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By Zac Ellis
Some interesting news came out of the Twitterverse last night, as a tweet from former Alabama offensive lineman D.J. Fluker’s account surfaced saying he’d accepted money while a member of the Crimson Tide (screen grab courtesy of @edsbs).
It didn’t take long for the tweet to catch fire, and Fluker quickly deleted it before his agent, Deryk Gilmore, claimed his player’s account was hacked.
As Jason Kirk of SB Nation notes, this tweet seems out of character for Fluker given his previous tweets. And Fluker is preparing for this weekend’s NFL draft, where he’s projected as a potential first-round pick. One would think he wouldn’t drop this kind of earth-shattering news on Twitter just days before cashing in on an NFL contract.
Though it would have been entertaining to hear Nick Saban’s reaction, this news — as Fluker and his agent claim — seems to have come from a hacker.
Update: Gilmore told AL.com that he and Fluker have identified the individual who hacked the player’ s account. “This is totally fiction, but I’m waiting to get some proof,” Gilmore said. “I’ve been on the phone with Twitter.”
By Zac Ellis
It’s no secret that James Franklin is changing the culture at Vanderbilt, which has long been a cellar dweller in the SEC. But the coach is also making waves on Twitter, and in interesting ways.
On Tuesday, Franklin sent out a tweet about the growing demand for Vanderbilt season tickets. Apparently, Commodores fans are snatching them up like hotcakes. But the tweet included some questionable spelling:
Just received great information on our season tickets.If u are used 2 the days of waiting until June 2 bye ur season tickets,think again!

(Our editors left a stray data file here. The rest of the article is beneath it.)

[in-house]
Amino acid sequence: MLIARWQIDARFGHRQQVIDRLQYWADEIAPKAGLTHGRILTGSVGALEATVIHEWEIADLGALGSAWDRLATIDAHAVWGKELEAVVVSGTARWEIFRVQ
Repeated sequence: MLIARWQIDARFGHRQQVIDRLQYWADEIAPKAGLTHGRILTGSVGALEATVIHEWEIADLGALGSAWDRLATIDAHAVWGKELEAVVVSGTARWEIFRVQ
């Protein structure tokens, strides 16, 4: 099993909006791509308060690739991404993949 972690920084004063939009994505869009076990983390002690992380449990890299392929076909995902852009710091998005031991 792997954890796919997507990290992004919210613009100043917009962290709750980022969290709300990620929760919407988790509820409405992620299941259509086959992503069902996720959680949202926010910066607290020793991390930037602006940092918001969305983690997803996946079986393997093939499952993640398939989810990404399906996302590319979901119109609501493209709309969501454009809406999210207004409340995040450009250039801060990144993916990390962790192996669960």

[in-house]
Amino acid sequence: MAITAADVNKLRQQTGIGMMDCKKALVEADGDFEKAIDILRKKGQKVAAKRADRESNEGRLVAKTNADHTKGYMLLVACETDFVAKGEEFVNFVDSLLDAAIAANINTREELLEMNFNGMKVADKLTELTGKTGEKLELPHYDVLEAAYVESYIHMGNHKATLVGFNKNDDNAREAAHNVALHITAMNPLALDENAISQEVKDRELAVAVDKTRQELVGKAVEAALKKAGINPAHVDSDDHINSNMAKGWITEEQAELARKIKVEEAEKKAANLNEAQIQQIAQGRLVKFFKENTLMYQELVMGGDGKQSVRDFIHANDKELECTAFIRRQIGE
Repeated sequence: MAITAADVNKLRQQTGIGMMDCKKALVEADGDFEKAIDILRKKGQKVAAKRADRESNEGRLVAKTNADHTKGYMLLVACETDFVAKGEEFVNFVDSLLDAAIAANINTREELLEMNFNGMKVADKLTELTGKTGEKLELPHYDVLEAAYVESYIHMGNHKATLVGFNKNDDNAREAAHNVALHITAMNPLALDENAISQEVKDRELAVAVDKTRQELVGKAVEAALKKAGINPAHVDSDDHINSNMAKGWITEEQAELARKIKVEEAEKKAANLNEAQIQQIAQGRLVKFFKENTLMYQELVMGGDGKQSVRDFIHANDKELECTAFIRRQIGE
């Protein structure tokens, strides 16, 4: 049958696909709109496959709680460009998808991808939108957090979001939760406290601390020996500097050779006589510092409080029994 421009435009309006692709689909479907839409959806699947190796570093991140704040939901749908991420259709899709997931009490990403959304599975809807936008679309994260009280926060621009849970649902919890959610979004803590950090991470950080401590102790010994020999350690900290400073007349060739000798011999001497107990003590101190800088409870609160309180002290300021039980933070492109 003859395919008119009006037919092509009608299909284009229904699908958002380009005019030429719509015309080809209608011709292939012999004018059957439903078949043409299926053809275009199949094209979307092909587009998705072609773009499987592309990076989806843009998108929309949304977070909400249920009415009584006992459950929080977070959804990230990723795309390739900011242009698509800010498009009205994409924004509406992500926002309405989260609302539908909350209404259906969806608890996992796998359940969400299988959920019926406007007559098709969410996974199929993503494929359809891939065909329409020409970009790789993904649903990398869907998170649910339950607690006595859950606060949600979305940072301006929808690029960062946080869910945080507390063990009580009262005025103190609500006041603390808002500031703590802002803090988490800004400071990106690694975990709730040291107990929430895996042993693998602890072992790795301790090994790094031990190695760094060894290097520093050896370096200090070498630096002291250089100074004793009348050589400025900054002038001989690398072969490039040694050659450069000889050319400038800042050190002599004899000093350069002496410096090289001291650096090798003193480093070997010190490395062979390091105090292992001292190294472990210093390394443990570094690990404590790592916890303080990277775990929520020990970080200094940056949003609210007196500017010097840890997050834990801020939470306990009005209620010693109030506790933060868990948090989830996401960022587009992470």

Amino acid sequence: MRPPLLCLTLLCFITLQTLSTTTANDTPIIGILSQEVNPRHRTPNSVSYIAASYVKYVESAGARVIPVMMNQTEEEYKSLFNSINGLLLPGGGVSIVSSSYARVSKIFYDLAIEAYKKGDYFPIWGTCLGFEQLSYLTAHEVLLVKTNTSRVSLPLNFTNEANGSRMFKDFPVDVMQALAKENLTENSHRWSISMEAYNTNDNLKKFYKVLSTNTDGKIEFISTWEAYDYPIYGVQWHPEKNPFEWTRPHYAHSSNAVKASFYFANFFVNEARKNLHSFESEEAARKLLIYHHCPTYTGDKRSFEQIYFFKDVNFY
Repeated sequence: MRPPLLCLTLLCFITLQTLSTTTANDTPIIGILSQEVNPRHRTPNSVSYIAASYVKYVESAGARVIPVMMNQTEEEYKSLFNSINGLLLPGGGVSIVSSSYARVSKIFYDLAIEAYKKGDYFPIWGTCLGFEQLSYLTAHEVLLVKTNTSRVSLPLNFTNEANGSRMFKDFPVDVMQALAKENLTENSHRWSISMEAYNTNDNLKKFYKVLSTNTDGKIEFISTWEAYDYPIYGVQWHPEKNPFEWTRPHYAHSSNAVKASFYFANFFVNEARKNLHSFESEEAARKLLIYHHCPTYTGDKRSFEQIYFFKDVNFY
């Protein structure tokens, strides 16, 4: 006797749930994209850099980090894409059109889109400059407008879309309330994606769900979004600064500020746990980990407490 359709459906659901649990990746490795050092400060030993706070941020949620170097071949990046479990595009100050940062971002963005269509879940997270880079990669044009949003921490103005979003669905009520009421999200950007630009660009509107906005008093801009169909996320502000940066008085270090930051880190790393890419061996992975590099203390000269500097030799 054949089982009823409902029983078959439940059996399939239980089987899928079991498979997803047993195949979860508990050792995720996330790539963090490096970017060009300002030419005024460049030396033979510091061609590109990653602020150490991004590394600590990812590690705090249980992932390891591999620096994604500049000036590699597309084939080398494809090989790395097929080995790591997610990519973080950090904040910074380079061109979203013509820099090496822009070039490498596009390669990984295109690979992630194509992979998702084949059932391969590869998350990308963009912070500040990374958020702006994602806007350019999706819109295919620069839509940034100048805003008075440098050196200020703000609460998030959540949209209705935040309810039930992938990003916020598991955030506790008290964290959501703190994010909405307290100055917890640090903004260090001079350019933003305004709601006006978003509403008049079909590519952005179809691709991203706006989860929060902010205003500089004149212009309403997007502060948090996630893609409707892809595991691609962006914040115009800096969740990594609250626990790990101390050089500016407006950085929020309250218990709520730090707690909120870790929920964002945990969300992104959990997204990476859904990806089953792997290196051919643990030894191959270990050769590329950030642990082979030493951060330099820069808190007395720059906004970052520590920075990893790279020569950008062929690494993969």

— James Franklin (@jamesfranklinvu) April 16, 2013
Fans — or, more likely, opponents — made sure Franklin was aware of his mistake. He then reminded those fans that he isn’t an English teacher:
Ominous news out of Gainesville, where whatever image-manipulation fever Joker Phillips has appears to have been transmitted to Brent Pease:
Every time you go up in the air, you’re dangerous, if last season’s Sugar Bowl is any indication.
• That’s a lot of keys to imagine jangling in the general direction of a lot of computer screens.
• Alabama is not the national champion at something, and we find this deeply unsettling.
• No, we don’t know why that many people want to know about Tennessee or Auburn football either.
Johnny Manziel told Mark Schlabach he’s quitting Twitter, leaving that shot of him with 2 Chainz as his last significant social media radar blip. It’s no secret to readers here that Johnny Football is our favorite Heisman personality of all time, and in the lean, football-free months all we get of him are Twitter posts and practice reports. Internet, we are the reason we can’t have nice things.
Impressive science-doing by the folks at Nielsen, who’ve determined that the more people are talking about a television show, the more people might tend to be watching that show:
By analyzing Tweets about live TV, the study confirmed a relationship between Twitter and TV ratings. It also identified Twitter as one of three statistically significant variables (in addition to prior-year rating and advertising spend) to align with TV ratings.
Honestly, we could’ve told them as much by pointing them to our Twitter feed during the Belk Bowl: